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Can anyone provide an example of a real-valued function f with a convergent Taylor series that converges to a function that is not equal to f (not even locally)?

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up vote 14 down vote accepted

If you take the classic non-analytic smooth function: $e^{-1/t}$ for $t \gt 0$ and $0$ for $t \le 0$ then this has a Taylor series at $0$ which is, err, $0$. However, the function is non-zero for any positive number so it does not agree with its Taylor series in any neighbourhood of $0$.

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Typo: you mean $e^{-1/t}$ for $t>0$. –  Kevin O'Bryant Nov 26 '09 at 21:59
    
Whoops! Thanks for pointing that out. I've corrected it (and converted to jsMath). –  Andrew Stacey Nov 29 '09 at 19:30
    
$e^{-1/t^2}$ is a bit nicer, as one can use a single formula for all real numbers. –  Zoran Skoda Mar 24 '10 at 20:17
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All real numbers except zero! –  Andrew Stacey Mar 25 '10 at 1:21
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Another thing to note is that there are smooth functions whose Taylor series do not converge to the function in a neighborhood of ANY point! An easy example of this can be found here:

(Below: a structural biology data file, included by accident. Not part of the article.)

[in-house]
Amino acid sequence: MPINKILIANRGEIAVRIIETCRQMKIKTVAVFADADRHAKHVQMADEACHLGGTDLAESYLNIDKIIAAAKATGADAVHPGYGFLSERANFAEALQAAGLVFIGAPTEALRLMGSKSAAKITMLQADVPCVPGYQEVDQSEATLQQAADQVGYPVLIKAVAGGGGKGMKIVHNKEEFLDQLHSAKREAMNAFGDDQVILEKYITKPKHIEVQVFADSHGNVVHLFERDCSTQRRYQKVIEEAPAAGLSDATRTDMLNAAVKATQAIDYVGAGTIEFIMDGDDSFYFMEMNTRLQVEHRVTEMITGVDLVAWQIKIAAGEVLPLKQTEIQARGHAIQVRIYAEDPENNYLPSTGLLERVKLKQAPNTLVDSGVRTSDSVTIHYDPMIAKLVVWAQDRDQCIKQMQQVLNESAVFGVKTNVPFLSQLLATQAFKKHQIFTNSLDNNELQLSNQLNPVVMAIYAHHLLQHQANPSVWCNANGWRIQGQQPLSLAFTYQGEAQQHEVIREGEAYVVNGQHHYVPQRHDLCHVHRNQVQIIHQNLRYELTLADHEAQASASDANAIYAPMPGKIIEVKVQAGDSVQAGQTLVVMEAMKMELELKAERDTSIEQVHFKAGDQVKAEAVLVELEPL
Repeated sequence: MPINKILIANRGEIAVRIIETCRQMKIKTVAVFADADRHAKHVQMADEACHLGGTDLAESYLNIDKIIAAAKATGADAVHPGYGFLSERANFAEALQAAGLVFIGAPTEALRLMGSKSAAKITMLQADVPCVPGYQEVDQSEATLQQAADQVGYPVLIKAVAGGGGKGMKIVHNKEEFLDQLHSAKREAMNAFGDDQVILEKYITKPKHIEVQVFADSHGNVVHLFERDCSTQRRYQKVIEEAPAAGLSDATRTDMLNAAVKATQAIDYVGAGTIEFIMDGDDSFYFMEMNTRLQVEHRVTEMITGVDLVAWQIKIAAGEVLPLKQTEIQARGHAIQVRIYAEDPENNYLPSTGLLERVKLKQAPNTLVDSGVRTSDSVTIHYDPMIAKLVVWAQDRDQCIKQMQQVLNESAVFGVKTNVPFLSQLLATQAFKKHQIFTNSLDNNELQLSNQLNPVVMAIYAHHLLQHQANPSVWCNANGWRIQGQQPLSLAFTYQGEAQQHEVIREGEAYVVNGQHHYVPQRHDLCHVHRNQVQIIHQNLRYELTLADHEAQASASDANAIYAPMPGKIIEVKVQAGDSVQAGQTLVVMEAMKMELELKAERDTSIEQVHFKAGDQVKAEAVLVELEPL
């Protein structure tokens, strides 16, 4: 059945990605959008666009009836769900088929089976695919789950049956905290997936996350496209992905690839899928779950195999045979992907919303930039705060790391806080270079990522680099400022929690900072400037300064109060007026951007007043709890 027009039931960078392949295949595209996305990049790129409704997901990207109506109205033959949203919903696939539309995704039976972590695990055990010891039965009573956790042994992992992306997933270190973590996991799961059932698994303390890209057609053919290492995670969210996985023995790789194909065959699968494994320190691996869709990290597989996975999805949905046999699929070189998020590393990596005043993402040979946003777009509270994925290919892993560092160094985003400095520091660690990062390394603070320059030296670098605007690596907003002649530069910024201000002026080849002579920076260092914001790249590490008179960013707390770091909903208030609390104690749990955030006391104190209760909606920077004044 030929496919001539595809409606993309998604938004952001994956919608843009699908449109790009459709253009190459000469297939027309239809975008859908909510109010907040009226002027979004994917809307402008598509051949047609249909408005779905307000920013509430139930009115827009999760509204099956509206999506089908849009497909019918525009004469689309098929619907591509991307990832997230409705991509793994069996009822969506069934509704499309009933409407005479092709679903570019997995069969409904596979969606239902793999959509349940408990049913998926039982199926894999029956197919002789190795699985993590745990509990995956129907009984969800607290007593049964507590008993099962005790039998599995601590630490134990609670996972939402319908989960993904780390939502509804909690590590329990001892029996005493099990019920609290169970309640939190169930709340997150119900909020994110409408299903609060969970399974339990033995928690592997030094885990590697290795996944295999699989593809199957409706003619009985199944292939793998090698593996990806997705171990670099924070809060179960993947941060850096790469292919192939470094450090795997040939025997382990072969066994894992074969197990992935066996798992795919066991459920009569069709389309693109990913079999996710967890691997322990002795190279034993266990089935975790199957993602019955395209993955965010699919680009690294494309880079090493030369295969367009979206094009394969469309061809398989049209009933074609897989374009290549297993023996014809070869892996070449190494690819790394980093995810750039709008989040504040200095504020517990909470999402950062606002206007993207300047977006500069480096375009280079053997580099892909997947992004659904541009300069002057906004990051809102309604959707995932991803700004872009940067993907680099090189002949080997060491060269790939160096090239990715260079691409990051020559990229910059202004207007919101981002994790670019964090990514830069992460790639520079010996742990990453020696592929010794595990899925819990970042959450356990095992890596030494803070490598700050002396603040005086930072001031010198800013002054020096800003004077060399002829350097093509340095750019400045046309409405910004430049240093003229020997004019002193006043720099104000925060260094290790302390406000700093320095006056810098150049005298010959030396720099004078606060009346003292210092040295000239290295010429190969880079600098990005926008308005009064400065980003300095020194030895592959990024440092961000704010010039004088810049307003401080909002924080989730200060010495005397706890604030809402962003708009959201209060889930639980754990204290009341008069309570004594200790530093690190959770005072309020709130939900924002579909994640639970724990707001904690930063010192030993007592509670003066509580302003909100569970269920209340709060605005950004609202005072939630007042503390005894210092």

http://www.math.niu.edu/~rusin/known-math/99/nowhere_analy

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I always thought the classic non-analytic smooth function was exp(-1/t^2) over the reals. This example is probably more satisfying to students (which is why you see it in texts) because when you look at that expression it's not obvious that anything funny should be happening at 0, whereas that's not so obvious for Andrew's piecewise-defined functions

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To make students happy, though, you'll have to define $\exp(-1/0^2)$ to be 0, and you're back in piecewise-town. –  Kevin O'Bryant Nov 26 '09 at 21:58
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@Kevin O'Bryant: But that follows from demanding that the function be continuous, right? And I think most students are okay with extending a function in the unique way that makes it continuous; many of them probably do it without even realizing it. –  Vectornaut Nov 29 '09 at 21:37
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